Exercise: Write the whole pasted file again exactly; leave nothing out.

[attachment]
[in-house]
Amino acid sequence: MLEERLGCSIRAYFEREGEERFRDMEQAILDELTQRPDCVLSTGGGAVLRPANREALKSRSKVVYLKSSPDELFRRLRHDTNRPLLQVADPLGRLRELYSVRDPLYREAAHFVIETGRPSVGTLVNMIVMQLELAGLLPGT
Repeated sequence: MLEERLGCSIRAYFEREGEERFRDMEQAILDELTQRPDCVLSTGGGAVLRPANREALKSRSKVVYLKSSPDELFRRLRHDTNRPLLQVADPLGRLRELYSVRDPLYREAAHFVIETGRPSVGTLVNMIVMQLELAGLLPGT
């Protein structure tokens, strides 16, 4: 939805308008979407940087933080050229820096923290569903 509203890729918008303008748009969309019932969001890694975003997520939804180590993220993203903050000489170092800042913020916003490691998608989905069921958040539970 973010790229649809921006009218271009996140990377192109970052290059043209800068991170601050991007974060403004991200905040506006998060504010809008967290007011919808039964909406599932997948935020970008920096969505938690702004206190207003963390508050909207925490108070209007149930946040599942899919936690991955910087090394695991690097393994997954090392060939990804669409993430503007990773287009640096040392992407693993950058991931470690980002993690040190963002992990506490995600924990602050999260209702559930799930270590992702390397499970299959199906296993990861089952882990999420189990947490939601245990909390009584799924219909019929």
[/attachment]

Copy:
[in-house]
Amino acid sequence: MLEERLGCSIRAYFEREGEERFRDMEQAILDELTQRPDCVLSTGGGAVLRPANREALKSRSKVVYLKSSPDELFRRLRHDTNRPLLQVADPLGRLRELYSVRDPLYREAAHFVIETGRPSVGTLVNMIVMQLELAGLLPGT
Repeated sequence: MLEERLGCSIRAYFEREGEERFRDMEQAILDELTQRPDCVLSTGGGAVLRPANREALKSRSKVVYLKSSPDELFRRLRHDTNRPLLQVADPLGRLRELYSVRDPLYREAAHFVIETGRPSVGTLVNMIVMQLELAGLLPGT
């Protein structure tokens, strides 16, 4: 939805308008979407940087933080050229820096923290569903 509203890729918008303008748009969309019932969001890694975003997520939804180590993220993203903050000489170092800042913020916003490691998608989905069921958040539970 973010790229649809921006009218271009996140990377192109970052290059043209800068991170601050991007974060403004991200905040506006998060504010809008967290007011919808039964909406599932997948935020970008920096969505938690702004206190207003963390508050909207925490108070209007149930946040599942899919936690991955910087090394695991690097393994997954090392060939990804669409993430503007990773287009640096040392992407693993950058991931470690980002993690040190963002992990506490995600924990602050999260209702559930799930270590992702390397499970299959199906296993990861089952882990999420189990947490939601245990909390009584799924219909019929």